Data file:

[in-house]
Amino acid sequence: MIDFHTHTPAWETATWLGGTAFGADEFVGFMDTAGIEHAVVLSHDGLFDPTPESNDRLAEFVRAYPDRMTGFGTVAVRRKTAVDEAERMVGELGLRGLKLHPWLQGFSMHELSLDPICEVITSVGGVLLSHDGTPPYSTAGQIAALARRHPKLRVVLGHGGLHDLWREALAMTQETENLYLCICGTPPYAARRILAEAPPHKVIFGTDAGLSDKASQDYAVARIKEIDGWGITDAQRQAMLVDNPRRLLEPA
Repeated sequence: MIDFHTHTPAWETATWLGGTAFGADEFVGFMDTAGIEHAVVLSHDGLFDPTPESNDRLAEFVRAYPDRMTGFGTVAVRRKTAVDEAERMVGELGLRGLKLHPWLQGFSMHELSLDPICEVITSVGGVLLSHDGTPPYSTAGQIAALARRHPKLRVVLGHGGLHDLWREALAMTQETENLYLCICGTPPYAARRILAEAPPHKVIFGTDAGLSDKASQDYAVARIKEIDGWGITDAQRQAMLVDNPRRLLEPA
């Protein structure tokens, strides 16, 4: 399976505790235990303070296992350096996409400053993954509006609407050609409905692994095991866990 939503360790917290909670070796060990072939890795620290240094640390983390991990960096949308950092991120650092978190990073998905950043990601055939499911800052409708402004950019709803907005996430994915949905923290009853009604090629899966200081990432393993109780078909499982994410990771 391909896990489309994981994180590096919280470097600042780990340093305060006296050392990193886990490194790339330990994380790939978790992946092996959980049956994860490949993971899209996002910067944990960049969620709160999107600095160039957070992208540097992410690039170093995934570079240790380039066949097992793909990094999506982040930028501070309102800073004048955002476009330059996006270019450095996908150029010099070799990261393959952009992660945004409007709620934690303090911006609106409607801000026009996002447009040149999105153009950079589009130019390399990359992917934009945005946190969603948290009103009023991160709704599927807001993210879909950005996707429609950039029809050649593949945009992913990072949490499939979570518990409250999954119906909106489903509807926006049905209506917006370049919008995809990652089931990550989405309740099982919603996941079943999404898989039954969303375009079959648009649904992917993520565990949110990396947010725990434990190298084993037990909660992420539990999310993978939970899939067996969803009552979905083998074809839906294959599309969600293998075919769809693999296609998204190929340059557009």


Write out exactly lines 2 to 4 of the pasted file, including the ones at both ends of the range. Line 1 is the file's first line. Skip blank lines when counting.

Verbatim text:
Amino acid sequence: MIDFHTHTPAWETATWLGGTAFGADEFVGFMDTAGIEHAVVLSHDGLFDPTPESNDRLAEFVRAYPDRMTGFGTVAVRRKTAVDEAERMVGELGLRGLKLHPWLQGFSMHELSLDPICEVITSVGGVLLSHDGTPPYSTAGQIAALARRHPKLRVVLGHGGLHDLWREALAMTQETENLYLCICGTPPYAARRILAEAPPHKVIFGTDAGLSDKASQDYAVARIKEIDGWGITDAQRQAMLVDNPRRLLEPA
Repeated sequence: MIDFHTHTPAWETATWLGGTAFGADEFVGFMDTAGIEHAVVLSHDGLFDPTPESNDRLAEFVRAYPDRMTGFGTVAVRRKTAVDEAERMVGELGLRGLKLHPWLQGFSMHELSLDPICEVITSVGGVLLSHDGTPPYSTAGQIAALARRHPKLRVVLGHGGLHDLWREALAMTQETENLYLCICGTPPYAARRILAEAPPHKVIFGTDAGLSDKASQDYAVARIKEIDGWGITDAQRQAMLVDNPRRLLEPA
């Protein structure tokens, strides 16, 4: 399976505790235990303070296992350096996409400053993954509006609407050609409905692994095991866990 939503360790917290909670070796060990072939890795620290240094640390983390991990960096949308950092991120650092978190990073998905950043990601055939499911800052409708402004950019709803907005996430994915949905923290009853009604090629899966200081990432393993109780078909499982994410990771 391909896990489309994981994180590096919280470097600042780990340093305060006296050392990193886990490194790339330990994380790939978790992946092996959980049956994860490949993971899209996002910067944990960049969620709160999107600095160039957070992208540097992410690039170093995934570079240790380039066949097992793909990094999506982040930028501070309102800073004048955002476009330059996006270019450095996908150029010099070799990261393959952009992660945004409007709620934690303090911006609106409607801000026009996002447009040149999105153009950079589009130019390399990359992917934009945005946190969603948290009103009023991160709704599927807001993210879909950005996707429609950039029809050649593949945009992913990072949490499939979570518990409250999954119906909106489903509807926006049905209506917006370049919008995809990652089931990550989405309740099982919603996941079943999404898989039954969303375009079959648009649904992917993520565990949110990396947010725990434990190298084993037990909660992420539990999310993978939970899939067996969803009552979905083998074809839906294959599309969600293998075919769809693999296609998204190929340059557009």